That brings up the question: Who will the Democratic ward leaders pick? Since Democratic City Committee Chairman and Congressman Bob Brady is the city’s legendary peacemaker, you must know for sure he has spent much time trying to solve primary fights.
At the top of his agenda is how to avoid the war erupting in the Northeast’s 174th Legislative Dist. The much-contested state redistricting plan eliminated the 169th Dist., throwing State Rep. Ed Neilson into the ring with incumbent State Rep. John Sabatina, Jr. Brady is looking to get a consensus from the majority of the ward leaders to offer it to either one of those contestants, saving a lot of “bloodletting” (translated as “money”). It’s a tough one, but doable. Other ward leaders have indicated an interest.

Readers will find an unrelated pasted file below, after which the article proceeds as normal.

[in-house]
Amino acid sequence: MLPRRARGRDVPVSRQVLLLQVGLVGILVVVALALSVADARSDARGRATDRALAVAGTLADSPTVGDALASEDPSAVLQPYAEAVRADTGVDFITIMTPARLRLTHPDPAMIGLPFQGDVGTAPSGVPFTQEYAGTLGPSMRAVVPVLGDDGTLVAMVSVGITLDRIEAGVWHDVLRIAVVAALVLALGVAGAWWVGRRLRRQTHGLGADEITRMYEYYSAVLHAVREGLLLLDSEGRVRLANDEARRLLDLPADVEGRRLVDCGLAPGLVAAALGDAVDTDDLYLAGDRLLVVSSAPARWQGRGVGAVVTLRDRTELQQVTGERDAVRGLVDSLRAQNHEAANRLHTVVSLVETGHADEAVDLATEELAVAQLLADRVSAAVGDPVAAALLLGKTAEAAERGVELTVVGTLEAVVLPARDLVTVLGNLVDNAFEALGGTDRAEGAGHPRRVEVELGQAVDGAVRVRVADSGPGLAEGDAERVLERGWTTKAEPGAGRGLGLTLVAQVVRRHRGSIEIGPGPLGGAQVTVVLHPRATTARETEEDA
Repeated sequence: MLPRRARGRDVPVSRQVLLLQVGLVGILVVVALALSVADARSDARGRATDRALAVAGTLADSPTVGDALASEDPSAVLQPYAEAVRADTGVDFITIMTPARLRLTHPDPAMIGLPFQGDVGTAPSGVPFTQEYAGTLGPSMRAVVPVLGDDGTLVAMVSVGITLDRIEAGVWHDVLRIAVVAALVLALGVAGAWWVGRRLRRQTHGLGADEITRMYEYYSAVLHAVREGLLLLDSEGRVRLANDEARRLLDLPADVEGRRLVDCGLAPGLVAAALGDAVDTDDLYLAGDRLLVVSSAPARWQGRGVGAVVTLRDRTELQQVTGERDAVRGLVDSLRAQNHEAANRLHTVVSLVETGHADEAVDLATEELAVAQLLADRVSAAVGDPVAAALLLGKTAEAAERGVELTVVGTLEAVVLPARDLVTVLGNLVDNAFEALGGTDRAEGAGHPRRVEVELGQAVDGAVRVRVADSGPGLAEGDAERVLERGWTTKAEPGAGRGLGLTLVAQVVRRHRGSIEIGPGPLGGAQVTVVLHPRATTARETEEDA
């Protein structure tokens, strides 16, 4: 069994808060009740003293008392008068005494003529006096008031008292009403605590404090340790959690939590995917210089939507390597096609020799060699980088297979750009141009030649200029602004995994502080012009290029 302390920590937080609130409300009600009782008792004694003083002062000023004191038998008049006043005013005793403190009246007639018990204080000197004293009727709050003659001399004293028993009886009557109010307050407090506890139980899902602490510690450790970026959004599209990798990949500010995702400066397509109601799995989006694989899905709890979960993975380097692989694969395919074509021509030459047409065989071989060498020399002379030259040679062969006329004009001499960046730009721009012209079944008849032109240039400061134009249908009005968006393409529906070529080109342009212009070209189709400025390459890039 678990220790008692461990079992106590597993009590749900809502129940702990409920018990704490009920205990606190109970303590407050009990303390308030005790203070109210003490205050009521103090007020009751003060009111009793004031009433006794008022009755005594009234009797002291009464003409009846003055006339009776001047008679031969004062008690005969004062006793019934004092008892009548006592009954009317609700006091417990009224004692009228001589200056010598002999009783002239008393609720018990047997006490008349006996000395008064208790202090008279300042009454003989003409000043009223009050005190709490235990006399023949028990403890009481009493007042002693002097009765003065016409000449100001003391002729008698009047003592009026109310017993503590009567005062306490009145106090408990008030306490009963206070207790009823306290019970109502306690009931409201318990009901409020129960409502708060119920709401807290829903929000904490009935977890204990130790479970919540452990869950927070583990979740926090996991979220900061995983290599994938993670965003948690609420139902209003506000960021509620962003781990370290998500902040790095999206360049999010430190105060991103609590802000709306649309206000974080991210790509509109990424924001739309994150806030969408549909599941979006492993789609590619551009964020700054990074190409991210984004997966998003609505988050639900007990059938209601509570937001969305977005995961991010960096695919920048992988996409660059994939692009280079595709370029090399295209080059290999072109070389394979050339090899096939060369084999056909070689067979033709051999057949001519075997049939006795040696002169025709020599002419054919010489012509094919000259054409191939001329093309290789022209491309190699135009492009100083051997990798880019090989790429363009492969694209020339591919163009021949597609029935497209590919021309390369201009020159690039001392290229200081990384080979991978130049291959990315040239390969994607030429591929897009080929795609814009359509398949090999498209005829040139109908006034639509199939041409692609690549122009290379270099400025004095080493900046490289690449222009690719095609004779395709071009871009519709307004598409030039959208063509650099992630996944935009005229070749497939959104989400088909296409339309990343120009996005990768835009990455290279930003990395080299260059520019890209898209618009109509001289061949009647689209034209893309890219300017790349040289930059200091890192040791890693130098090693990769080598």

But it is in the interest of all Democrats to avoid serious primary bloodshed, which could be the case in this district. Neilson has indicated he’d rather continue his political career in City Hall than on the Hill. If offered the Council vacancy created by Green’s departure, Neilson will say “yes”, and that seems to be a happy solution for more and more ward leaders, even though some of their own have indicated they’d appreciate consideration.
CITY COMMISSIONERS OFFER VOTER APP
City Commissioners have produced another tool for voters to understand the political boundaries where they live. It is VoterApp, which permits you to search for maps of your various districts by entering your street address. The Commissioners say it allows you to overlay district maps on top of each other, providing a unique visual perspective. Link is http://www.philadelphiavotes.com/index.php?option=com voterapp@tmpl=component#maps
EDGAR HOWARD FUNERAL DRAWS CITY LEADERS